Hong Kong

Part of the debate – in the House of Commons at 4:09 pm on 10th June 2019.

Alert me about debates like this

Photo of Catherine West Catherine West Labour, Hornsey and Wood Green 4:09 pm, 10th June 2019

It is very disappointing that the Secretary of State could not make it to the Chamber for the 1 million Hong Kong residents who took to the streets yesterday to protest against their Government’s proposed extradition Bill. If enacted, the law would allow suspected criminals to be extradited to mainland China, bypassing Hong Kong’s independent legal system. Over the past few weeks, Amnesty International, Human Rights Watch, the business community, civil society organisations, the Hong Kong Bar Association and the International Chamber of Commerce have all expressed deep concern that the Bill will further erode the “one country, two systems” model.

The law courts on mainland China are seen as an arm of the state. Forced confession is frequently practised and activists often fear imprisonment for crimes they have not committed. Hong Kong’s common law system is not open to such abuse, as the Minister mentioned in his introductory remarks, and although it is under pressure, the separation of powers remains more or less intact. The amendments to the extradition law would significantly compromise the firewall that separates the sharply different systems.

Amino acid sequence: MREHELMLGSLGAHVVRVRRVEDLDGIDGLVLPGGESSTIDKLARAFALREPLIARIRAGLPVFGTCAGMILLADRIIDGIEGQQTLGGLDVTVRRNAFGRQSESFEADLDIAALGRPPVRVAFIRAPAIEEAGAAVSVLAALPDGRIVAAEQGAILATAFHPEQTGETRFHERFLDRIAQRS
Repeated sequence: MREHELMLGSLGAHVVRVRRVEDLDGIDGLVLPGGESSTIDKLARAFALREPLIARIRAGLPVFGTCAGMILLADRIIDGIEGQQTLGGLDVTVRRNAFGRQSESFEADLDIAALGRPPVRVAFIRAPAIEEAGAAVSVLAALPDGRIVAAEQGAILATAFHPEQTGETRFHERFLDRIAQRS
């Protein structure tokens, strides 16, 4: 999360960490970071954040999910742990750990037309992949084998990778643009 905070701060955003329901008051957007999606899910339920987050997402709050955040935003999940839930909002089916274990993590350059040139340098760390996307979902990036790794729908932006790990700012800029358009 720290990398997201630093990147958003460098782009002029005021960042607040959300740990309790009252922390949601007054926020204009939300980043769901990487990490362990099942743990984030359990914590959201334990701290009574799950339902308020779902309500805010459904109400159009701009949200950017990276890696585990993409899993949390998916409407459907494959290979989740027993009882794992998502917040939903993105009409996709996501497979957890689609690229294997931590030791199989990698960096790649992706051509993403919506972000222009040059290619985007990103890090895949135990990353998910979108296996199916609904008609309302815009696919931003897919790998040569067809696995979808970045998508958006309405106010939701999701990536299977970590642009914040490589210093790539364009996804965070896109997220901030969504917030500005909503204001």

In recent times, we have watched with great unease as political and civic freedoms have been put under increasing strain. Those freedoms are guaranteed under the Basic Law, a core component of the Sino-British joint declaration. As the co-signatory to that treaty, which is registered at the United Nations, the Government have a legal duty to ensure that it is upheld.

The last Governor of Hong Kong, Lord Patten of Barnes, said that this Bill’s provisions were

“an assault on Hong Kong’s values, stability and security. They create fear and uncertainty…at a time when we should all be working to safeguard Hong Kong’s reputation as one of the world’s greatest business” and cultural centres. Does the Minister agree with his colleague’s assessment, and will he outline how the Government intend to address this issue in the immediate future, alongside long-standing concerns about the erosion of democratic principles in Hong Kong?

We have a long and enduring history with Hong Kong, and we have lasting political, economic and cultural ties. As we mark the 21st anniversary of the handover next month, it is crucial for us to keep our promise that “Hong Kong will never walk alone”.